While drawing this image, I was chanting the Guru stotram and willed him mentally, to project his image on the paper. Within about thirty minutes, I had finished. I did not have to erase even one line of my initial sketch. It was as though a divine force guided my hand .
I framed this pencil sketch, on that same day and placed it next to the Murugan picture. In this manner, my paintings continued to progress. I was producing one picture each month. It seemed that no sooner had I finished one, strong mental suggestions or visions
encouraged me to paint another deity. My mind seemed to be guided by an “inner voice”—and I had no control over this part of my thoughts or subsequent actions.
Before starting each new painting, I would continually feel diffident, as each picture presented newer and more difficult challenges. I would work for six to seven hours a day, stooped over the dining table in my little flat—yet, I didn’t feel tired or develop a stiff back, as my family continually warned me. Instead, the whole process was energising and I found my mind was able to concentrate more easily as
time went by. The act of painting was like entering “Samadhi”. During this period of intense concentration, only the deity I was painting, really mattered. Nothing else--- no other thought could, or would be allowed to disturb me.
Soon after the completion of the Murugan painting, I was urged to attempt a portrait of Hanuman. I dutifully prayed to Lord Ganesha first, and then meditated on Lord Anjaneya, reciting the Hanuman chalisa. However, this painting did not progress very well at all. I spent several days, trying to draw the Lord’s face, but try as hard as I could, I simply could not draw even one small portion of the crown on top of his head. So, one day, after my customary prayers and several hours of frustration, I decided to give up drawing this painting.
I left the house and went out for a long walk. However, all my thoughts were on the Lord, and mentally, I was beseeching him to give me the power so I could portray him.
After several hours I returned and went straight to my unfinished painting. This time, I did not even attempt to continue with the crown or his face. Instead, I drew a border all around the edge of the paper, and started to write “Hare Rama”. I have to this day, no idea why I started writing these words. My thoughts were guided by some unseen force. During this time, I also meditated on slokas specific for Rama. After this was done, I fervently prayed to Rama, and took up my pencil to start work on Hanuman’s face, for the last time.
In less than a hour’s time, I had finished the face of Hanuman, and his crown. Later that day, I was able to complete the entire picture and the painting was finished to perfection on Hanuman Jayanthi day in 2003.
Almost immediately on the completion of Anjaneya’s painting, I had a spectacular vision of him in my dream—He seemed enormous, his head seemed to be gigantic and his eyes so luminous. I felt I was a tiny speck floating in the vastness that was the Lord. Soon after this, and just in time for Rama Navami, I finished a portrait of Lord Rama, along with Sita, Lakshmana and Anjaneya. I was chanting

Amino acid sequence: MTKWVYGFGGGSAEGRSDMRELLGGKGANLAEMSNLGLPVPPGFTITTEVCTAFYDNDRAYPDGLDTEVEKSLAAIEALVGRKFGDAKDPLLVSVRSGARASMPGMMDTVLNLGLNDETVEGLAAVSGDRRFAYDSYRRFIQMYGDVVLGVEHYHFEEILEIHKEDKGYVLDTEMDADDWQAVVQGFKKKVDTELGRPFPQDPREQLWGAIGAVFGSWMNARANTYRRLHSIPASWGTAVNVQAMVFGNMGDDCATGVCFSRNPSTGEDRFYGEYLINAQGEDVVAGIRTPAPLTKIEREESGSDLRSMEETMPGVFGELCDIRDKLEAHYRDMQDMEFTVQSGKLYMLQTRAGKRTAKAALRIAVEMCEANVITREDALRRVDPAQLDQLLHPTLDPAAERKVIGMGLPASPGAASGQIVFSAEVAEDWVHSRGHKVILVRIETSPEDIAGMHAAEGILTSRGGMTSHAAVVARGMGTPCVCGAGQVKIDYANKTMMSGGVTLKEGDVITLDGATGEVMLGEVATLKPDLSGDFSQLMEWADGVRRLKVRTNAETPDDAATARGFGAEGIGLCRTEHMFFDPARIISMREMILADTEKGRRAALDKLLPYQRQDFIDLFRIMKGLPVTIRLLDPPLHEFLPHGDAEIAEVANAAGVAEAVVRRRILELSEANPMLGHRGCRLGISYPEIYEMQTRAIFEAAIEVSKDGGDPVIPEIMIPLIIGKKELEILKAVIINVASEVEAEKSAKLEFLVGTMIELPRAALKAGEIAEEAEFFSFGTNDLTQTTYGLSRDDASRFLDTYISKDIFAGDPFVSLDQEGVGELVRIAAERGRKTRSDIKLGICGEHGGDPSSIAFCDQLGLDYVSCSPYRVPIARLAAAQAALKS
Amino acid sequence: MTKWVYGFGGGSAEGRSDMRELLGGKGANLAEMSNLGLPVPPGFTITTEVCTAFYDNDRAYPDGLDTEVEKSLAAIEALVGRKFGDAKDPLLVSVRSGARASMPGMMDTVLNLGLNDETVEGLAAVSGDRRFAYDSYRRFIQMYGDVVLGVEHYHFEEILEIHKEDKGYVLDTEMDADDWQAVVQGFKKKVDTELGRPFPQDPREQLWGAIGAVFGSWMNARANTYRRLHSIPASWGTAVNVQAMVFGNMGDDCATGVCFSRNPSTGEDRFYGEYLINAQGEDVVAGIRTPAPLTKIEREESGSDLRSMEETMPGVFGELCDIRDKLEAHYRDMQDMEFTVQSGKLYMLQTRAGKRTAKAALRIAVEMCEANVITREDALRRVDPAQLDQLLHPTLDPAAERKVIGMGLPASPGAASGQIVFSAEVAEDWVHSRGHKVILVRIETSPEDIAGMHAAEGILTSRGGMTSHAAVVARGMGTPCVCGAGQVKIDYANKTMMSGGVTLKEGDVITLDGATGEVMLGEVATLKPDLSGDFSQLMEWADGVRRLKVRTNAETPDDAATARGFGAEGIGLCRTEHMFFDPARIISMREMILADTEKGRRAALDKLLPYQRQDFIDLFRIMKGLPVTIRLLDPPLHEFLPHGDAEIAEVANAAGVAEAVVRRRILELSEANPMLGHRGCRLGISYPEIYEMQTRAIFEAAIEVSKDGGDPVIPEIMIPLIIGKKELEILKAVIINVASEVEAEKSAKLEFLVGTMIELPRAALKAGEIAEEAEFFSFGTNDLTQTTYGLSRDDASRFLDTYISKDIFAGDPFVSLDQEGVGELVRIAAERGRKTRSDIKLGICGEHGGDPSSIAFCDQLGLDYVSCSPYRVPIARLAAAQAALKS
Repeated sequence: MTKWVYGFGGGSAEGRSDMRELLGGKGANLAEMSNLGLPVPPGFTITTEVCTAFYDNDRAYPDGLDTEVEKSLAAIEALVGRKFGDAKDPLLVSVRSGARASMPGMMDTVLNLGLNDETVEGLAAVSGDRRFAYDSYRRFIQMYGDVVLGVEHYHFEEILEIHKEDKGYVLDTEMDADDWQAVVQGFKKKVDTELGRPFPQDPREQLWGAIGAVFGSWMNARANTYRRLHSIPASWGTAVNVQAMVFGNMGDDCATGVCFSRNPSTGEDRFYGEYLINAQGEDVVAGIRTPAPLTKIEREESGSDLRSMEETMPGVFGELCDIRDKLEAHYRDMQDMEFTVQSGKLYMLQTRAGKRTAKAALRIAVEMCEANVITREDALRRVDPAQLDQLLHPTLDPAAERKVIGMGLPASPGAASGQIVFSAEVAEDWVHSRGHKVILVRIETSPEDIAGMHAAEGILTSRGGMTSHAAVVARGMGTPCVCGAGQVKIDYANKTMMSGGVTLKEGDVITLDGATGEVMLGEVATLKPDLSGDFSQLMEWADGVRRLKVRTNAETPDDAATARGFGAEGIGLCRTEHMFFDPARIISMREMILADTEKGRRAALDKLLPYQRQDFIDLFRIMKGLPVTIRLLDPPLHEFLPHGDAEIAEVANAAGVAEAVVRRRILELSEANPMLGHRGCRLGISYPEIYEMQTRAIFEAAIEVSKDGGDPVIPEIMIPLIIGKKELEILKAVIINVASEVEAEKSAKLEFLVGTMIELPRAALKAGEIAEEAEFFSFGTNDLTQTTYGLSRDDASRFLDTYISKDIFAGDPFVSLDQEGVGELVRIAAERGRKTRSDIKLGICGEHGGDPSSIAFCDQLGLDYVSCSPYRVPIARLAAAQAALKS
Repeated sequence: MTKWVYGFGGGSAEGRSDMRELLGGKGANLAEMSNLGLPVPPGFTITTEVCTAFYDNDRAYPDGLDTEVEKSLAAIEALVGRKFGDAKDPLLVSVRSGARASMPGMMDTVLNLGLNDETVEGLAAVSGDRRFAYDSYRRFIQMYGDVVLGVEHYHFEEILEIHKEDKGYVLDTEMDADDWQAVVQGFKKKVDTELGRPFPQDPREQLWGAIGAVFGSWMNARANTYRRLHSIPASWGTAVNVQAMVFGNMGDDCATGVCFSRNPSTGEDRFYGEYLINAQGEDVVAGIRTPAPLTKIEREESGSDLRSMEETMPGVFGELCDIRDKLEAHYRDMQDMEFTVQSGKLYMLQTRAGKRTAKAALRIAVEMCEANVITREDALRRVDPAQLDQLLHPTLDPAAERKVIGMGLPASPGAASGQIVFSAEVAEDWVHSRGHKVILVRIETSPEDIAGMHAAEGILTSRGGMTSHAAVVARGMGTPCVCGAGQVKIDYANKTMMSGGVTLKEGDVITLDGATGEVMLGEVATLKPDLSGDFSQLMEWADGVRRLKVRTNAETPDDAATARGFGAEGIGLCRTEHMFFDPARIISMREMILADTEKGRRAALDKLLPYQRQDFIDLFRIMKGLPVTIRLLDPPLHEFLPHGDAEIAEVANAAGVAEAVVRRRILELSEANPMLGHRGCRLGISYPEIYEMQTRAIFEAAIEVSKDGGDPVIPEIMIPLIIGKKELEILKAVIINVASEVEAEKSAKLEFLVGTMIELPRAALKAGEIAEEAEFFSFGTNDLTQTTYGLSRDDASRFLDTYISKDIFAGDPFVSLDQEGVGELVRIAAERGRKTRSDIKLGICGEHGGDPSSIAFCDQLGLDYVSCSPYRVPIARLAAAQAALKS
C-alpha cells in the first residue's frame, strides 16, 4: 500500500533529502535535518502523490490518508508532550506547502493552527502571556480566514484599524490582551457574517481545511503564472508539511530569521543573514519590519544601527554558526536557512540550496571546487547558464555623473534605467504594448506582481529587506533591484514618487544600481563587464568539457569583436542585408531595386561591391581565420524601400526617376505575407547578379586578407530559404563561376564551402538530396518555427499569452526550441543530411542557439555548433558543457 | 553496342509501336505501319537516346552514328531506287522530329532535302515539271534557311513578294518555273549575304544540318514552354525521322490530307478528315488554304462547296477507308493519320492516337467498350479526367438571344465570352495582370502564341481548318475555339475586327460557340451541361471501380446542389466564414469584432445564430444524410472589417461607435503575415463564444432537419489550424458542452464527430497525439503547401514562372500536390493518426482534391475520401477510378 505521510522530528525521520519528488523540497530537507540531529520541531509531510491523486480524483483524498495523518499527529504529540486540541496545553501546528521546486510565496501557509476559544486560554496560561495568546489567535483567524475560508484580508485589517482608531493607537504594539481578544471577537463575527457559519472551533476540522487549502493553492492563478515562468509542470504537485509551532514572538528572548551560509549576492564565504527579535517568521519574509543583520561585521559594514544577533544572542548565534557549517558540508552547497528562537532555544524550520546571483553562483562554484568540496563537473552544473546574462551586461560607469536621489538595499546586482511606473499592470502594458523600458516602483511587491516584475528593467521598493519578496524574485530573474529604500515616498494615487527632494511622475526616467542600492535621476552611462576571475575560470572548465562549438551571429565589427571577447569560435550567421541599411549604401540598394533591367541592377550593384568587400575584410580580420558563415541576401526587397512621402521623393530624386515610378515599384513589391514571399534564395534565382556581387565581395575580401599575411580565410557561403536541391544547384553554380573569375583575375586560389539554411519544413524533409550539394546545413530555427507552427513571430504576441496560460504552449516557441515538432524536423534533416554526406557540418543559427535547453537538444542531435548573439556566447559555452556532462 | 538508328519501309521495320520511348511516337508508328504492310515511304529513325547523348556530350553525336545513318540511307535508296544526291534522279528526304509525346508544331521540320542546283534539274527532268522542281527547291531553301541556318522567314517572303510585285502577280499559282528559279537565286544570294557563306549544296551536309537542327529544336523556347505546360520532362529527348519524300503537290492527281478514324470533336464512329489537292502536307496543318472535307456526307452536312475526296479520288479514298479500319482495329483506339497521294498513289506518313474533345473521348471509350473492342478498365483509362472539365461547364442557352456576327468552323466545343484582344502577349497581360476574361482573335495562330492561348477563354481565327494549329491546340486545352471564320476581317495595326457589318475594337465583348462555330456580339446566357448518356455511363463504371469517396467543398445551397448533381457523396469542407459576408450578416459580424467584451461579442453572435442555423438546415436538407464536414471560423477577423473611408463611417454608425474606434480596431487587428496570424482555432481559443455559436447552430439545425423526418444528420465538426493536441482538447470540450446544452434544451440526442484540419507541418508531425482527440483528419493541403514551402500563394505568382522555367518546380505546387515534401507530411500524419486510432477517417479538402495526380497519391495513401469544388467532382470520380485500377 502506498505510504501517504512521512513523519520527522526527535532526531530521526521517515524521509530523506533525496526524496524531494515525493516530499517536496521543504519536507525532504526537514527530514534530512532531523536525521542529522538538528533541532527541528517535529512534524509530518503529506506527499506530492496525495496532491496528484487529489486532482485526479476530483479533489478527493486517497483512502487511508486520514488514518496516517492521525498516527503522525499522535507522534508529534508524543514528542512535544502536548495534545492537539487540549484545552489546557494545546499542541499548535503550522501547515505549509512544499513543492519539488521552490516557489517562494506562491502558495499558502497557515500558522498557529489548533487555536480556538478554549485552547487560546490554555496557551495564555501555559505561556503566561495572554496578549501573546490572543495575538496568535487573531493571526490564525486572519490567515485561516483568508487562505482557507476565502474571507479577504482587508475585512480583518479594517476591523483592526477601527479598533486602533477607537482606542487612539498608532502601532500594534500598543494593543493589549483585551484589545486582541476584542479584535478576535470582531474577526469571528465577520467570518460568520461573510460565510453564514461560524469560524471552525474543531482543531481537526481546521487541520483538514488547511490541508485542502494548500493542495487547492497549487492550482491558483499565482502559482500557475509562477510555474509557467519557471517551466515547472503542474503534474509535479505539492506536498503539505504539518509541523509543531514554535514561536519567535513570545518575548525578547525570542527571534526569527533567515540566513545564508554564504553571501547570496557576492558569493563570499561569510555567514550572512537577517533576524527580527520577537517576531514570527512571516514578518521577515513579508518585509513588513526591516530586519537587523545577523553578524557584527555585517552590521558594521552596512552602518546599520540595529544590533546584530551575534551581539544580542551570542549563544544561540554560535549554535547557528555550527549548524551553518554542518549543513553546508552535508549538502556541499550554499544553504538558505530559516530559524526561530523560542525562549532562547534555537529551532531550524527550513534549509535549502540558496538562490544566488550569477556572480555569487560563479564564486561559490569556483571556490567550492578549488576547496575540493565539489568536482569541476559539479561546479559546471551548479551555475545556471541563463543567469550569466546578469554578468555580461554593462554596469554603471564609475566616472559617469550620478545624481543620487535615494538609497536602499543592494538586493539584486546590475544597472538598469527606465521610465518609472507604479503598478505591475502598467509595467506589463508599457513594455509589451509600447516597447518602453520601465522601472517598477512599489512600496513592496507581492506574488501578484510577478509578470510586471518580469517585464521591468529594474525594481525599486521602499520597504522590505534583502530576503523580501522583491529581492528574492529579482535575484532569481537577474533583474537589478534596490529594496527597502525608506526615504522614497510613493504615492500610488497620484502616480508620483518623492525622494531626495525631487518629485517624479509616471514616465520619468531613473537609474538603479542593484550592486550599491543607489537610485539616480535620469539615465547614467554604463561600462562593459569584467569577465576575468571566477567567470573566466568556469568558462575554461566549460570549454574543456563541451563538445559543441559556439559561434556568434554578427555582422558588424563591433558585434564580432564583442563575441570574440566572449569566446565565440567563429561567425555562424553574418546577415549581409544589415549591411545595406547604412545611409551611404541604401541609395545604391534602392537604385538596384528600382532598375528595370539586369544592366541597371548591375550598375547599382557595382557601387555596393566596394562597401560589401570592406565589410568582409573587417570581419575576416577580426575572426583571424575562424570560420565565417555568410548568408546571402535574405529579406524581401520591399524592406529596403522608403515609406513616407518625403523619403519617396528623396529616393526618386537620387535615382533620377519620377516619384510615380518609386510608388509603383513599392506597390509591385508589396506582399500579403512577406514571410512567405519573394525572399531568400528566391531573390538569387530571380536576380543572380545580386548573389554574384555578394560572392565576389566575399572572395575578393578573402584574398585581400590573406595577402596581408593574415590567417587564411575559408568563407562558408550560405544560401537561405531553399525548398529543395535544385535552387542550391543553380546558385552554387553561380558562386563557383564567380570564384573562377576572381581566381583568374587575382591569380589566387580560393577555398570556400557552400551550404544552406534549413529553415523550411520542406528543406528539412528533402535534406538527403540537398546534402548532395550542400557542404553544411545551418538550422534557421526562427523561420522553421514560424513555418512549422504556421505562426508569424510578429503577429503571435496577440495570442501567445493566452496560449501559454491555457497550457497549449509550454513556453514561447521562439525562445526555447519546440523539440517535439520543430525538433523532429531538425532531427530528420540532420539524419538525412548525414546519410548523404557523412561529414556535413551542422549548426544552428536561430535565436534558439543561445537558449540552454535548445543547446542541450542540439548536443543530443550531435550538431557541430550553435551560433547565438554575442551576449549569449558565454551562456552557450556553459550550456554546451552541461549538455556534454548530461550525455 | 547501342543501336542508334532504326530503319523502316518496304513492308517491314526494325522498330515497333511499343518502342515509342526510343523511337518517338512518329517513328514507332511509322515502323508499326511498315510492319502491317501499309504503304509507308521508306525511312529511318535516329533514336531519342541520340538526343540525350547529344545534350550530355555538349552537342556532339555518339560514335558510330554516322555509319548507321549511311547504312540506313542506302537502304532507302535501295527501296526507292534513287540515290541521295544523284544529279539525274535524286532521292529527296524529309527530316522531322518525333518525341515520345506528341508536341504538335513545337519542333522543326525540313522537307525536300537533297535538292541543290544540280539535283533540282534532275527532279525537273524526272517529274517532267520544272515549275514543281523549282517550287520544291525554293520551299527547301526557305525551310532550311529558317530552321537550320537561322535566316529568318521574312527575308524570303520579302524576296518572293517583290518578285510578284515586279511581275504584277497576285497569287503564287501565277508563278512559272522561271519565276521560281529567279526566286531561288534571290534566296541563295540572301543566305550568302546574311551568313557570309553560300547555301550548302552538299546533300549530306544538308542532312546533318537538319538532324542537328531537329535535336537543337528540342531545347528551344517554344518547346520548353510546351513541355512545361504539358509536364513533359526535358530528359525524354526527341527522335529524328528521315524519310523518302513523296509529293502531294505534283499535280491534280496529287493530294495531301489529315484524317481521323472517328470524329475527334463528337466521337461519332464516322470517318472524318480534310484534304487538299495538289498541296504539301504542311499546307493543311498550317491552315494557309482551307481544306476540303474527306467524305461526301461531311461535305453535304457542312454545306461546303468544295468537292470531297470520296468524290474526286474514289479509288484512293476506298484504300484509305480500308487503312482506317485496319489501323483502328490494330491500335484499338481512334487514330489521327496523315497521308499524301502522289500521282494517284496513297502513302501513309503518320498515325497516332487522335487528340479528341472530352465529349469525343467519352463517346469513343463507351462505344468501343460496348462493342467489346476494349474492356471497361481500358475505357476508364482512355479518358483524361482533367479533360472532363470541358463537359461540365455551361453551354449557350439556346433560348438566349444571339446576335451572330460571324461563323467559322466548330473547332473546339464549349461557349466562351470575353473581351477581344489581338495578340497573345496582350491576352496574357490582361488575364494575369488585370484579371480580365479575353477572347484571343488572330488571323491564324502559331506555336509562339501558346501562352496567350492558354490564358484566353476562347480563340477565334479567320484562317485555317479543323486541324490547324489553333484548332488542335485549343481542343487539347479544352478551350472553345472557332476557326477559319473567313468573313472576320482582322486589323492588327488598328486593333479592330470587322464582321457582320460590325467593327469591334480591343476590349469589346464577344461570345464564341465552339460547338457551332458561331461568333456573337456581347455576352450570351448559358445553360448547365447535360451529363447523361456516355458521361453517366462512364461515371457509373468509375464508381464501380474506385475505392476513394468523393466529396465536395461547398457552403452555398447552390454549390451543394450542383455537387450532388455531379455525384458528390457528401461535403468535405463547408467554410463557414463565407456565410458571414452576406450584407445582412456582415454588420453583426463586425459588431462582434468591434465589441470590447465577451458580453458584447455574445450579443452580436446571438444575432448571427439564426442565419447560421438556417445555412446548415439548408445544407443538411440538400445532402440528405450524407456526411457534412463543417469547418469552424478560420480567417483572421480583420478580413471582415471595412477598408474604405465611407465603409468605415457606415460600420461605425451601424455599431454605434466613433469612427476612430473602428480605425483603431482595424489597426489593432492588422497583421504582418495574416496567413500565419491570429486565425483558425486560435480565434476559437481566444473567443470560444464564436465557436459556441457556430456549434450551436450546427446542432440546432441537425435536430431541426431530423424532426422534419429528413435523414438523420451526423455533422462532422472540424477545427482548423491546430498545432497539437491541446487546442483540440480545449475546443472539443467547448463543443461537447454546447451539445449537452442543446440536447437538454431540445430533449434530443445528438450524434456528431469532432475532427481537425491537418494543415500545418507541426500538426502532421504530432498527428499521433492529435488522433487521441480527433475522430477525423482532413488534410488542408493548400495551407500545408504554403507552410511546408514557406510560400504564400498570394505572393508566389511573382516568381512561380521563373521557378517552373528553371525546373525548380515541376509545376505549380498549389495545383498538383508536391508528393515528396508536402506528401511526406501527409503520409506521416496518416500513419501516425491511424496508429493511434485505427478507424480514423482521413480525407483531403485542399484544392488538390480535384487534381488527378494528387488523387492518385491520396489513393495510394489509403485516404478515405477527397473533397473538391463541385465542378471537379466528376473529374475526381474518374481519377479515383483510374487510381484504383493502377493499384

the Vishnu Sahasranamas and slokas on Rama, during this period. Seetha, proved to be very difficult to portray in this picture, and to date, I am still unhappy with this painting , for a reason that has remained at a subconscious level. It is my intention to do another
portrait of the “ Rama Pattabhishekam , when I get the divine suggestion to do so.
During the weeks following the completion of Lord Rama’s painting, I had several dreams that seemed to give me the suggestion that I should concentrate on the worship of Devi. It appeared to me that Shri Shanthananda Swamigal wanted me to bring the Goddess Bhuvaneswari into my house. So, I requested my mother in Madras to send me a photograph of the presiding deity in our family puja room. This was the picture of Goddess Bhuvaneswari, enshrined by Swamigal himself in 1956. My mother complied with my request immediately and my sister who was visiting London, brought me the photograph.
I decided to do this painting on a really large scale, about double the size of the pictures I had been doing so far. Through the grace of my Guru and the goddess herself, I finished my pencil sketch in exactly one week, and the whole painting was finished in another week’s time. I decorated this picture with many- coloured rhinestones and the effect was spectacular. The face of the goddess exudes great serenity her eyes are smiling and gentle. “ Give me your sorrows and troubles. I’ll take care of you, while you go through life”, she seems to say to whomsoever looks at the painting!